Market Status: Northern Africa and Middle East - Political turmoil and long-term goals dominate

MIDDLE EAST: North Africa and the Middle East look set to continue their steady progress in 2011, with many of the region's governments supporting ever higher renewable energy targets and introducing incentives for wind power generation.


Egypt remains the leader of the pack, with the addition of 120MW of installed wind capacity last year, bringing the country's total to 550MW.

While no new wind farms are scheduled to come online in 2011, the year should see plenty of activity as Egypt pursues its ambitious plan to satisfy 12% of electricity demand from wind energy by 2020, equivalent to at least 7.2GW of installed capacity. However, the dramatic resignation of President Hosni Mubarak in mid-February will see a new government in charge of energy policy.

The pressure is on Egypt to build low-carbon generation capacity after the government was forced to ration electricity in 2010 and the World Bank reported that Egypt is one of the countries with the world's fastest-growing greenhouse gas emissions. Wind power will play a key role: the country's hydroelectric potential is saturated and solar generation is too expensive, the government says.

The sole new wind power plant commissioned last year was a 120MW facility at Zafarana. Next in line is likely to be a 200MW facility on the Gulf of El-Zayt, on the Red Sea coast. Overseas funding is plentiful, with support coming from Japan, Spain, Germany and the European Investment Bank (EIB).

A draft law aimed at liberalising the energy market is slowly working its way through the Egyptian parliament and could be ratified this year. Meanwhile, the cabinet has approved a number of measures to speed up progress, including allowing third-party access to the grid and long-term power-purchase agreements of 20-25 years, guaranteed by Egypt's Central Bank.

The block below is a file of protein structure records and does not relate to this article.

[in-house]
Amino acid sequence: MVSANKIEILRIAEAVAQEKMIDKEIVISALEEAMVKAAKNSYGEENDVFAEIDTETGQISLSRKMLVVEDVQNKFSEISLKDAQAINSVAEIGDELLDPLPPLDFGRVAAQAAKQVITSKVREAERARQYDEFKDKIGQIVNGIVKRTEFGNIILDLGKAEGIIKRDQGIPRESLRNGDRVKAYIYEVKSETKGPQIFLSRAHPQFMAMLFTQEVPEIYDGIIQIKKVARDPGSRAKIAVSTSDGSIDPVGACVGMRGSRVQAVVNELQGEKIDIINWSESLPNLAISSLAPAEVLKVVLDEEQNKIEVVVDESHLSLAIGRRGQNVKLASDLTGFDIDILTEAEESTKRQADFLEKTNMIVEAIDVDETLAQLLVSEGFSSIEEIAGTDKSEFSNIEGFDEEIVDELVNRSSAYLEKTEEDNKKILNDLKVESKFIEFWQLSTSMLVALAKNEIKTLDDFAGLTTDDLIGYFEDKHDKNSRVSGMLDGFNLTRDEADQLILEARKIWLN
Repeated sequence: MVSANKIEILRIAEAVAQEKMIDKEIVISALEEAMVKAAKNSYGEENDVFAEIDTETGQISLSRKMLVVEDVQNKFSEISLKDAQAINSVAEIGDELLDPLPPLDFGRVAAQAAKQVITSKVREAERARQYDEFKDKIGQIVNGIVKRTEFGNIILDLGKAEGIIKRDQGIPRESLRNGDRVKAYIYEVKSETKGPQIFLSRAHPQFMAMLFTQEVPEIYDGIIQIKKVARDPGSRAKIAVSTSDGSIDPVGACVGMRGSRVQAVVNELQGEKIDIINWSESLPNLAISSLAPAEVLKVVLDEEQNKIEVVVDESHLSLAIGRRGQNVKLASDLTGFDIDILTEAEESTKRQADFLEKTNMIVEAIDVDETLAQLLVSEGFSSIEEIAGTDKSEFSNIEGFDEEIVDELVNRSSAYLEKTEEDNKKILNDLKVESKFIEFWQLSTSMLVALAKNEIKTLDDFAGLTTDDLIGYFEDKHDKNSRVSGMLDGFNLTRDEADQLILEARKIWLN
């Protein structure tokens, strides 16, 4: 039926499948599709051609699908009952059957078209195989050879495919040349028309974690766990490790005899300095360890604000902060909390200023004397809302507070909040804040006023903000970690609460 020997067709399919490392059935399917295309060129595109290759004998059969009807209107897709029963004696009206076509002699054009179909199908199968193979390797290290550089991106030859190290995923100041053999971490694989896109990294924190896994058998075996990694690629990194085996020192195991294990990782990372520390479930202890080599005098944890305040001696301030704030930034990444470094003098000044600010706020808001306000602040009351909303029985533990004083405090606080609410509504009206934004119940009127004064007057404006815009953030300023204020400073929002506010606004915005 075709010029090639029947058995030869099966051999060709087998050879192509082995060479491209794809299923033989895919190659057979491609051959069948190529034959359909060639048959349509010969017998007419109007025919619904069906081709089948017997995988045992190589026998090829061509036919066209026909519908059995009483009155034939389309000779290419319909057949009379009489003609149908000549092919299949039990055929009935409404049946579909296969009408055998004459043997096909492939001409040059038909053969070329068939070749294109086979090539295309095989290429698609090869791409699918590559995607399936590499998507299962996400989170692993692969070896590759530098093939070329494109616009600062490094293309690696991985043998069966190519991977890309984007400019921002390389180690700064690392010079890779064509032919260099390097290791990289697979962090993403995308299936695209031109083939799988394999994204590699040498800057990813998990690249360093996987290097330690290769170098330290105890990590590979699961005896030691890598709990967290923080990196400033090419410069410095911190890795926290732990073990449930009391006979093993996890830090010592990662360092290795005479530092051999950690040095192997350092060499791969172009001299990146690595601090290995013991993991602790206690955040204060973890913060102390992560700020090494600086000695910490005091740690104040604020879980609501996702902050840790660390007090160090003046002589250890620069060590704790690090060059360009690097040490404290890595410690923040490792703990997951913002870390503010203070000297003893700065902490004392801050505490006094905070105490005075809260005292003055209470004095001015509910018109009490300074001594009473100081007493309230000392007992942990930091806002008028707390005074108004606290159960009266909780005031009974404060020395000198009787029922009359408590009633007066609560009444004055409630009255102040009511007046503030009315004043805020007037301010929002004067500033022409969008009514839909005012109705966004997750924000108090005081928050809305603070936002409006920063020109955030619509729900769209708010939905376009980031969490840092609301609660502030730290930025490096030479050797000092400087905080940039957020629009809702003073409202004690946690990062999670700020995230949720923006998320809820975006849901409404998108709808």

The New and Renewable Energy Authority (NREA), a division of Egypt's energy ministry, will carry out the environmental impact assessment and obtain the necessary land permits. Generation equipment will be exempt from customs duties and wind plant owners will be able to earn extra revenue from the sale of carbon emissions certificates.

The government has also embarked on a series of tenders for up to 2.5GW, to be undertaken by private developers on a build-own-operate basis. Ten candidates qualified for the second round and winners are expected this summer. Two further tenders for 500MW each will be carried out in 2011.

The initiative is supported by the World Bank, which last year agreed a $220 million loan aimed at scaling up wind power in Egypt. The EIB is providing a $260 million loan to strengthen and expand grid connections to the Red Sea coast.

Italian cement producer Italcementi is making progress on a 120MW project it is developing on the Gulf of El-Zayt to be operational by 2014. Finally, NREA is developing a 200MW project on the Gulf of Suez in association with Masdar, the Abu Dhabi-owned renewable energy investment vehicle.

In terms of manufacturing, Egyptian cable and electrical manufacturer Elsewedy Electric is going ahead with plans to become a fully integrated wind farm supplier. The company can produce up to 300 towers a year from its factory near the Red Sea port of Ain Sokhna, as well as 300 sets of blades, in partnership with Germany's Schaaf Industries Corporation.


The region's second largest wind powerhouse, Morocco, added just 33MW of new wind energy in 2010, bringing its total capacity to 287MW (see table, page 94). June saw the launch of an integrated wind energy programme, detailing how the country will meet its future energy needs while reducing fuel imports - which account for almost 10% of GDP. The programme confirms the national target of 42% of electricity to come from renewable sources by 2020, with wind expected to reach 2GW by that date.